Choosing one of these three communities from your readings (Allentown, PA [Morse], post-Katrina New Orleans evacuees [Cortes], or Harmony Elementary in CA [Cortes]), describe one way the community was challenged as cited by the text and two ways the struggle positively impacted its growth.
I’m blogging from home instead of my classroom because I have a kiddo who has finally succumbed to the crud, whatever it might be. His chubby cheeks are flushed with fever, but he seems content to lie on the couch beside me and watch PBS Kids this morning.
Let’s talk about the community of Allentown, PA today and their struggle for relevance and viability.
Post-World War 2 Rust Belt was drastically impacted when the U.S. decided it just didn’t need as much steel as it had been using. We saw the steady decline over the decades and then the sharp drop-off during the Great Recession of 2007-2009 when the U.S. government had to bail out the Detroit auto industry. Detroit still hasn’t recovered, but they’re working on it. That’s another commentary for another time.
Few Rust Belt communities were spared this setback, but how they handled it is the topic of this post. The text contrasts Allentown, PA and Youngstown, OH.
When faced with this financial setback of declining demand in the steel industry, Allentown was set up respond positively to the changes. Lehigh University, local businesses, non-profits, and local government were all set up with overlaps to help with a positive response and an actual tightening of the community knitwork. Local communications companies were regularly updating themselves to stay technologically relevant in the wake of a major change. Because of the overlaps in place, these changes that became necessary were feasible.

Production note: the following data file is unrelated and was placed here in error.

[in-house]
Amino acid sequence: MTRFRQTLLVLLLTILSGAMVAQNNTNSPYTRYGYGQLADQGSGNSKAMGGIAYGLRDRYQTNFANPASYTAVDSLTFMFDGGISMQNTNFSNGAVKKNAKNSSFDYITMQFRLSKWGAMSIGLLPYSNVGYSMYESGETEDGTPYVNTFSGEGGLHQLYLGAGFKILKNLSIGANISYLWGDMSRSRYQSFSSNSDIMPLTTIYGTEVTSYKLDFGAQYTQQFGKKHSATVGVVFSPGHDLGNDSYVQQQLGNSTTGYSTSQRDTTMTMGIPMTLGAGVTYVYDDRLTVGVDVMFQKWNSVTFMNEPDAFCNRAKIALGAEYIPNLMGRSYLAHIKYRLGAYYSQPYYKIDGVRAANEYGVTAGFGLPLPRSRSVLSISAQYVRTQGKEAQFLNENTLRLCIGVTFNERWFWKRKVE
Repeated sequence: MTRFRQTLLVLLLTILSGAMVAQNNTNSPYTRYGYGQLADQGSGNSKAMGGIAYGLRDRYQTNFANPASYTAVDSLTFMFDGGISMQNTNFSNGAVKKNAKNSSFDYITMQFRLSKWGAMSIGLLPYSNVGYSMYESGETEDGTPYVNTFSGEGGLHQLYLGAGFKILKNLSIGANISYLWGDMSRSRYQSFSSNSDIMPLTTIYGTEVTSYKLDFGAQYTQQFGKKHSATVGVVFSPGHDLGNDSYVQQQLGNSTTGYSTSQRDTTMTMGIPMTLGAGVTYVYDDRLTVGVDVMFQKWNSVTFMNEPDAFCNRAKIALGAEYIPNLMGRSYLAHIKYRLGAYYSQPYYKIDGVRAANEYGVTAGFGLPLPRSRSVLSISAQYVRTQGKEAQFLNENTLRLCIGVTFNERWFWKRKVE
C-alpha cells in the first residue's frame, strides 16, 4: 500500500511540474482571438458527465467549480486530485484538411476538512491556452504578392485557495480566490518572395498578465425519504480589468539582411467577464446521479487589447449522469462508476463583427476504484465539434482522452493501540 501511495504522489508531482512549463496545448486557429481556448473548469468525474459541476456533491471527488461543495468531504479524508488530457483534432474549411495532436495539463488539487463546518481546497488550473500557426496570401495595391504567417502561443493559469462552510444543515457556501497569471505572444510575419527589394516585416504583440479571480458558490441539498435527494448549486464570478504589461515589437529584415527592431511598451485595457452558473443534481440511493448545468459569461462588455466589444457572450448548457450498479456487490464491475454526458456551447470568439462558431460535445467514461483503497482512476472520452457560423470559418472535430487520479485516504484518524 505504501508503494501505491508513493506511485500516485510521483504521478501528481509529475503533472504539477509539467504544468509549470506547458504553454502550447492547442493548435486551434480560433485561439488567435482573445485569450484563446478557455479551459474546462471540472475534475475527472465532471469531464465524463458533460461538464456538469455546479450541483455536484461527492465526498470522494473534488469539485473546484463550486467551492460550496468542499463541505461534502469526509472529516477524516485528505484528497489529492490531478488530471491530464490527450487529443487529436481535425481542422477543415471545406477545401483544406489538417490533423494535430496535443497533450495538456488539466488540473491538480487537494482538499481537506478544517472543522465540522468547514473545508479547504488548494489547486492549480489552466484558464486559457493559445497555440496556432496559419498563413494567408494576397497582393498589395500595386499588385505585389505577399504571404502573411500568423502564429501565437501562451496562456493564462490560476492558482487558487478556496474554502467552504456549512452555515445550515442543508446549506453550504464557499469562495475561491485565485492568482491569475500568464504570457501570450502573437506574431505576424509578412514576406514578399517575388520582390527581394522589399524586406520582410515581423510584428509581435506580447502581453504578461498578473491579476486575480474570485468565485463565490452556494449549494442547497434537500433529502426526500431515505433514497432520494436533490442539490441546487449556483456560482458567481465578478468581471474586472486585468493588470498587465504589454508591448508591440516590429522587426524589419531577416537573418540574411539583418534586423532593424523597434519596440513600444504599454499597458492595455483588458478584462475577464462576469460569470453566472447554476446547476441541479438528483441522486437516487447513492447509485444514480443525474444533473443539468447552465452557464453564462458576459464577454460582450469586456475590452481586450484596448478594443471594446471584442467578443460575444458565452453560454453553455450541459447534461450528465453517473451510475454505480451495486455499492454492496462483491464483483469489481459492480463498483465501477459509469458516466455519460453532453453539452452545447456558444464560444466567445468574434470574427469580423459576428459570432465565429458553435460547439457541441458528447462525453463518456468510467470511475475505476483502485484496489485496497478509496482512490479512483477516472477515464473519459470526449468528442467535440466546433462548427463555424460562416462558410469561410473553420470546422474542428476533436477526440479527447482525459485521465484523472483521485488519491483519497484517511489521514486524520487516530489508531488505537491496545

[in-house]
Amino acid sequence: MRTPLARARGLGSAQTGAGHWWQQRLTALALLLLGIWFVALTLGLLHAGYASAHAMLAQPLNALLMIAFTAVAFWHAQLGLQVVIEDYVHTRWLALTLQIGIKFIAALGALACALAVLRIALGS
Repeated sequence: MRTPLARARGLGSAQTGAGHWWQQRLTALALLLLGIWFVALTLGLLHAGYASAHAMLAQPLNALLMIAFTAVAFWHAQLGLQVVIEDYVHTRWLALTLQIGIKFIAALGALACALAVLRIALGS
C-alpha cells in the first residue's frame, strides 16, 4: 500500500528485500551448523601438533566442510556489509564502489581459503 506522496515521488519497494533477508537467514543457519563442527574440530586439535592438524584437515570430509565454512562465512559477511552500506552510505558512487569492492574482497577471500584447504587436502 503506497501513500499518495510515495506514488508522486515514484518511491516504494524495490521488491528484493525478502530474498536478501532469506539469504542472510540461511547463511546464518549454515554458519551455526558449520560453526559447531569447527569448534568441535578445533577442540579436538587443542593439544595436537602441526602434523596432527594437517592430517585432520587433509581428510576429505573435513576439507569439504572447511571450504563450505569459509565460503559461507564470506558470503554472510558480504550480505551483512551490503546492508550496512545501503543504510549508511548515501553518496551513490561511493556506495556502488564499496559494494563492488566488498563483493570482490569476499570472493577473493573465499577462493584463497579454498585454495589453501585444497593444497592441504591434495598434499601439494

The community had been purposefully diversified to maintain a wealth of knowledge coming from several areas. When push came to shove, they were all able to come together and form their own think tank to tackle the problems. They supported one another, learned from one another, and used their collective intelligence to overcome the issues that came with the decline in their livelihood.
Youngstown, on the other hand, fought with their government. They pushed back against new ideas, businesses, and companies that might want to come in and revive the area. They suffered as a result.
I know a LOT of people from Youngstown. I lived near Boulder County, Colorado for six years, and there was a pocket of folks from Y-Town who worked with my non-profit. It was apparent to me that they had suffered in some capacity. They were all edgy, vulgar, and had a desperate air about them. I loved them because they were so raw and real as people. Reading about the issues in Youngstown clarifies for me the issues they faced as a community at large. They were fleeing a collapsing infrastructure. Interesting read.
Morse, S. (2014). Smart communities: How citizens and local leaders can use
strategic thinking to build a brighter future (2nd edition). San Francisco: Jossey-Bass.